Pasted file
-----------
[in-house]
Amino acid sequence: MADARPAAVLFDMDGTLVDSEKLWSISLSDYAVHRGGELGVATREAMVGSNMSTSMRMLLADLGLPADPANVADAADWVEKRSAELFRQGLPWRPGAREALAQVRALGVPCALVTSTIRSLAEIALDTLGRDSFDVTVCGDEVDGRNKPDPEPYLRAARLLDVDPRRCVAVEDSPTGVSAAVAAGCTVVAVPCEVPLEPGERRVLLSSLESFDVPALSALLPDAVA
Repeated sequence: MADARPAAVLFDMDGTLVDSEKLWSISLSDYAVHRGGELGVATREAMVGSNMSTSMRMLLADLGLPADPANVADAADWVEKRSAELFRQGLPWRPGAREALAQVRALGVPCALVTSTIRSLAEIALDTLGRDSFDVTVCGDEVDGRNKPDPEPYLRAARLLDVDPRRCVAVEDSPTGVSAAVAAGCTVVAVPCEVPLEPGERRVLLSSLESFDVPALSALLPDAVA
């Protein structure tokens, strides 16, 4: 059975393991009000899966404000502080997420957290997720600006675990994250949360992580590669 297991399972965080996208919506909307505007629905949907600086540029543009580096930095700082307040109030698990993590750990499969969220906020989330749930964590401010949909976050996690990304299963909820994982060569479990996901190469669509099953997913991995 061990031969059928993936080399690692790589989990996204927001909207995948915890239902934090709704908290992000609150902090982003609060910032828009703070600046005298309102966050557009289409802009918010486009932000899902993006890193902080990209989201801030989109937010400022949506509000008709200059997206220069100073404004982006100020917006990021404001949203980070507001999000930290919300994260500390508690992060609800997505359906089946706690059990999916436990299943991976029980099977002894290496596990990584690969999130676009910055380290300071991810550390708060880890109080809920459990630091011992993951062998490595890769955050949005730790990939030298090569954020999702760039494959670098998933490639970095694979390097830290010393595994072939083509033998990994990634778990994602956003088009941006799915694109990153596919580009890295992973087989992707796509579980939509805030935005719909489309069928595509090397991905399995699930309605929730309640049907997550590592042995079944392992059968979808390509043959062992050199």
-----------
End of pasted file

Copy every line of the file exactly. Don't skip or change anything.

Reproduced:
[in-house]
Amino acid sequence: MADARPAAVLFDMDGTLVDSEKLWSISLSDYAVHRGGELGVATREAMVGSNMSTSMRMLLADLGLPADPANVADAADWVEKRSAELFRQGLPWRPGAREALAQVRALGVPCALVTSTIRSLAEIALDTLGRDSFDVTVCGDEVDGRNKPDPEPYLRAARLLDVDPRRCVAVEDSPTGVSAAVAAGCTVVAVPCEVPLEPGERRVLLSSLESFDVPALSALLPDAVA
Repeated sequence: MADARPAAVLFDMDGTLVDSEKLWSISLSDYAVHRGGELGVATREAMVGSNMSTSMRMLLADLGLPADPANVADAADWVEKRSAELFRQGLPWRPGAREALAQVRALGVPCALVTSTIRSLAEIALDTLGRDSFDVTVCGDEVDGRNKPDPEPYLRAARLLDVDPRRCVAVEDSPTGVSAAVAAGCTVVAVPCEVPLEPGERRVLLSSLESFDVPALSALLPDAVA
């Protein structure tokens, strides 16, 4: 059975393991009000899966404000502080997420957290997720600006675990994250949360992580590669 297991399972965080996208919506909307505007629905949907600086540029543009580096930095700082307040109030698990993590750990499969969220906020989330749930964590401010949909976050996690990304299963909820994982060569479990996901190469669509099953997913991995 061990031969059928993936080399690692790589989990996204927001909207995948915890239902934090709704908290992000609150902090982003609060910032828009703070600046005298309102966050557009289409802009918010486009932000899902993006890193902080990209989201801030989109937010400022949506509000008709200059997206220069100073404004982006100020917006990021404001949203980070507001999000930290919300994260500390508690992060609800997505359906089946706690059990999916436990299943991976029980099977002894290496596990990584690969999130676009910055380290300071991810550390708060880890109080809920459990630091011992993951062998490595890769955050949005730790990939030298090569954020999702760039494959670098998933490639970095694979390097830290010393595994072939083509033998990994990634778990994602956003088009941006799915694109990153596919580009890295992973087989992707796509579980939509805030935005719909489309069928595509090397991905399995699930309605929730309640049907997550590592042995079944392992059968979808390509043959062992050199």